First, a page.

PowerShell –SQL Automate Tutorial-7

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Scenario: PS is most powerful and very helpful tool for windows and SQL server administrator and automation. So its today need to learn at least basic of some PS cmdlets.

In this series of tutorial, we will only walk through some of the basis and need to know cmdlets which will helps us in future in order to manage our SQL server.

For more details, you can google and look for good site.

Note:- Please click here to get 6th part of PowerShell –SQL Automate tutorial.




To get more information about PowerShell cmdlets, you can refer this link.

In this tutorial, we will walk through PowerShell Invoke-Command cmdlets.

Introducing PowerShell Remoting:-

When it comes to managing remote computers with PowerShell, you have essentially three options. You can open an interactive session with the Enter-PSSession cmdlet (One-to-One Remoting). An alternative is the Invoke-Command cmdlet, which allows you to run remote commands on multiple computers (which is why it is called One-to-Many Remoting). The third option is to use one of those cmdlets that offer a ComputerName parameter. In most cases, PowerShell Remoting isn’t involved then. To list those cmdlets, you can use this command:

Get-Command -ParameterName ComputerName
Executing cmdlets with Invoke-Command:-

Two ways exist to connect to remote computers with Invoke-Command. You usually use the ‑ComputerName parameter to manage Windows machines. Alternatively, you can pass the ‑ConnectionUri parameter to manage backend applications, such as Exchange, or cloud services such as Azure.The command below executes the Get-ChildItem cmdlet on the machine whose computer name is stored in the $RemoteComputer variable:

Invoke-Command -Computername $RemoteComputer -ScriptBlock { Get-ChildItem "C:\Program Files" }

PowerShell automatically creates a so-called PSSession on the remote computer, which essentially is a user-created PowerShell session as opposed to a session that a PowerShell host such as the PowerShell console or PowerShell ISE creates. The output of the executed commands in the script block is automatically relayed to your local session. As usual, you can interrupt the displaying of the output with CTRL+C.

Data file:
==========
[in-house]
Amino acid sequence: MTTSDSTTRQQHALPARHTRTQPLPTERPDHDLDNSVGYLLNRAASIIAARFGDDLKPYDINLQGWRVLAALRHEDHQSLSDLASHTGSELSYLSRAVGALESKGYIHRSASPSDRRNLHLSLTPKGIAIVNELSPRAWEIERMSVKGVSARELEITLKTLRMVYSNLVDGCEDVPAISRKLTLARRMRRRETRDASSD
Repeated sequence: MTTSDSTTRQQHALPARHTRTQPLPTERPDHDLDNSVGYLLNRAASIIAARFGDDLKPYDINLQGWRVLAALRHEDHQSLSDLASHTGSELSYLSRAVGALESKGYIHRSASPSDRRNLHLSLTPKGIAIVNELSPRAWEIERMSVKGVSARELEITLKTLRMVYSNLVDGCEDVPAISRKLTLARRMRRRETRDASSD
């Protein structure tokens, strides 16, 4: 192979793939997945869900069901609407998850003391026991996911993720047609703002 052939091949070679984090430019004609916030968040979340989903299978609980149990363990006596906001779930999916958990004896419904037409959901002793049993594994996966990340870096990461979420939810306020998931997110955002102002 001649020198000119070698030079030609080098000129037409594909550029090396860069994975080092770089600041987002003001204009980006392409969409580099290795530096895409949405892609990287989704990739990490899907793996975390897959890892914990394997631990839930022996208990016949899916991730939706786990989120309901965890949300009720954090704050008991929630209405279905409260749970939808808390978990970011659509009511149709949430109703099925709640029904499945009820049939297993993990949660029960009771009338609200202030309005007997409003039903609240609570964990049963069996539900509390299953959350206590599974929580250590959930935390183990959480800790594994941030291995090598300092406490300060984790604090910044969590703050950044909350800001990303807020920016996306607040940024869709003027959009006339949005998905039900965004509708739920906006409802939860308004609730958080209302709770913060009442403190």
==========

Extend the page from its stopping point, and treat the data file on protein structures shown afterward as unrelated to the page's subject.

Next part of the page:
As with the Enter-PSSession cmdlet, you have to be an administrator on the remote machine. Otherwise, you will receive an Access denied error message. If you are not logged on as domain administrator on your local machine, you have to provide sufficient credentials with the -Credential parameter.

You can pass multiple computers to the -ComputerName parameter by separating their names with commas. If you also want to include the local computer, you add “localhost” or simply “.” to the list.

To run multiple commands, you can separate them with semicolons in the script block. However, a better option is to use the -FilePath parameter instead of the –ScriptBlock parameter, which allows you to execute an entire PowerShell script:

Invoke-Command -ComputerName PC1,PC2,PC3 -FilePath C:\myFolder\myScript.ps1
Testing if Remoting is enabled:-

In particular, if you plan to execute commands on many machines, you might want to test their availability with the Test-Connection cmdlet first. This cmdlet sends ICMP echo request packets (pings, that is) to the remote computers:

If (Test-Connection -ComputerName $RemoteComputers -Quiet)
{
     Invoke-Command -ComputerName $RemoteComputers -ScriptBlock {Get-ChildItem “C:\Program Files”}
}

The -Quiet parameter suppresses the output of the cmdlet and returns $True if the remote machine answers the pings.

An alternative is to work with a try-catch block:

$RemoteComputers = @("PC1","PC2")
ForEach ($Computer in $RemoteComputers)
{
     Try
         {
             Invoke-Command -ComputerName $Computer -ScriptBlock {Get-ChildItem "C:\Program Files"} -ErrorAction Stop
         }
     Catch
         {
             Add-Content Unavailable-Computers.txt $Computer
         }
}

Happy Learning!


Before you start some work always ask yourselves three questions why I am doing it, what the results might be and will I be successful. Only when you think deeply and find satisfactory answers to these questions, go ahead.

Chanakya

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